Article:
Nair Tharawad Analysis

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Though many critics believe that women in a Nair tharawad enjoyed a lot of freedom compared to the women of the present day, some hold an entirely divergent point of view. Even though the woman was the centre of the tharawad, it was controlled by the Karanavan. The husband-wife relationship was not a matter of great concern, for the husband’s duty was to procreate children for the tharawad. In theory, women could exercise authority over their tharawad since property was under their control. But in practice women failed to protest against the autocratic attitude of the Karanavan. According to Robin Jeffrey, “Matriliny in Kerala was humane. Though the system was not matriarchal – women did not govern the household – it accorded them greater freedom, choice and respect than they would have found elsewhere in the world until the twentieth century” (35).
According to Renjini, “Even though the tarawad was de jure under the control of women but de facto it was ruled by the karanavan” (19). The Malabar tharawad had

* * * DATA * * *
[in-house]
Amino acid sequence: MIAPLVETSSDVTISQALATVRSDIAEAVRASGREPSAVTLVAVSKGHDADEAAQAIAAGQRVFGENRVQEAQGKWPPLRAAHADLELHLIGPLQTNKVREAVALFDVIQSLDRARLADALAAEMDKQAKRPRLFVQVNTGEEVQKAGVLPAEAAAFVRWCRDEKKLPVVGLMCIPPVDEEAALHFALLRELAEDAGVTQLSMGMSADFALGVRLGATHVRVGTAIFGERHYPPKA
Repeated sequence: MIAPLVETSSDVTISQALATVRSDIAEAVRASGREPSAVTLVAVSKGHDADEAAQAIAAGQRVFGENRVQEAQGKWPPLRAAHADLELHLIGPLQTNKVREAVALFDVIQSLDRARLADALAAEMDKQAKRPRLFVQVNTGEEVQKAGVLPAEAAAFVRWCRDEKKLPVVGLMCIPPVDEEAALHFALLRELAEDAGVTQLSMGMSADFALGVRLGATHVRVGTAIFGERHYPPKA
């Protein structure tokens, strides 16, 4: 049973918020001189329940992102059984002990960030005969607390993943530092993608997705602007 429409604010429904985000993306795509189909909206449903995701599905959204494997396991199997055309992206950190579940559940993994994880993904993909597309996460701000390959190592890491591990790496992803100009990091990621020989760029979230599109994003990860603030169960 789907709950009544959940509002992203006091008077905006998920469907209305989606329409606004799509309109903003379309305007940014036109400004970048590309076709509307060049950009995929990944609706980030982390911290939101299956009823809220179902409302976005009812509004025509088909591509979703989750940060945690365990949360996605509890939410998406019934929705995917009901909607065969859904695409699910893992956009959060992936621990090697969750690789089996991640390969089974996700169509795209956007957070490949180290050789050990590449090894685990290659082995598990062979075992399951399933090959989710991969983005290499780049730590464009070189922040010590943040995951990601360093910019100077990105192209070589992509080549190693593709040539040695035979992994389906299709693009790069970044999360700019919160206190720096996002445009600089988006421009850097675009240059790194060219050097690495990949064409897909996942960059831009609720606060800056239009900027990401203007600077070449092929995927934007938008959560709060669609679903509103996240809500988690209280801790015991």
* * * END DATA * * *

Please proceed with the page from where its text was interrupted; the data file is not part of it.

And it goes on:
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Devika, in her En-gendering Individuals: The Language of Re-forming in Early Twentieth Century Keralam, vividly portrays the changes that have taken place in Kerala in the domestic and public sphere. She writes, “These decades also saw the spread of modern domesticity and the conjugal family; earlier modes of domestic life and marriage came under increasing threat due to legislative interventions and economic change, and . . . new ideas regarding civilized and moral family life and personal freedom gained greater velocity of circulation” (5-6).
But these social changes did not bring about great changes in the lives of women. Anna Chandy, speaking on behalf of the ‘women of Keralam’ in 1929, found that the ideal of domestic womanhood does not in itself pave the way for self-transformation. She argues for the employment of women in public institutions. This period also saw the discussion regarding the relevance of English education for Malayalee

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